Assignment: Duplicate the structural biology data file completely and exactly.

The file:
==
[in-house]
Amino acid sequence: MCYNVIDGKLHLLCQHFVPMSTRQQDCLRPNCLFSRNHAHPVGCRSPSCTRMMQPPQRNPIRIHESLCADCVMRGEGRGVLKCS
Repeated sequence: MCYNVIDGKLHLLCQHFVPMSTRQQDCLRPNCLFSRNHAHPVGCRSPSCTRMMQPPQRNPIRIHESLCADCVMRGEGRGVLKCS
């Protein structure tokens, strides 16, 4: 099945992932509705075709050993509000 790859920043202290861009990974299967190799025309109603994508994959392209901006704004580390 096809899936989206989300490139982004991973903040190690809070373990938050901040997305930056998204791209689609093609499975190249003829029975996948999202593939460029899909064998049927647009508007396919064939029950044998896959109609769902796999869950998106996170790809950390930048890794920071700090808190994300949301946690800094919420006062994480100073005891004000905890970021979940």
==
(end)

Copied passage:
[in-house]
Amino acid sequence: MCYNVIDGKLHLLCQHFVPMSTRQQDCLRPNCLFSRNHAHPVGCRSPSCTRMMQPPQRNPIRIHESLCADCVMRGEGRGVLKCS
Repeated sequence: MCYNVIDGKLHLLCQHFVPMSTRQQDCLRPNCLFSRNHAHPVGCRSPSCTRMMQPPQRNPIRIHESLCADCVMRGEGRGVLKCS
């Protein structure tokens, strides 16, 4: 099945992932509705075709050993509000 790859920043202290861009990974299967190799025309109603994508994959392209901006704004580390 096809899936989206989300490139982004991973903040190690809070373990938050901040997305930056998204791209689609093609499975190249003829029975996948999202593939460029899909064998049927647009508007396919064939029950044998896959109609769902796999869950998106996170790809950390930048890794920071700090808190994300949301946690800094919420006062994480100073005891004000905890970021979940």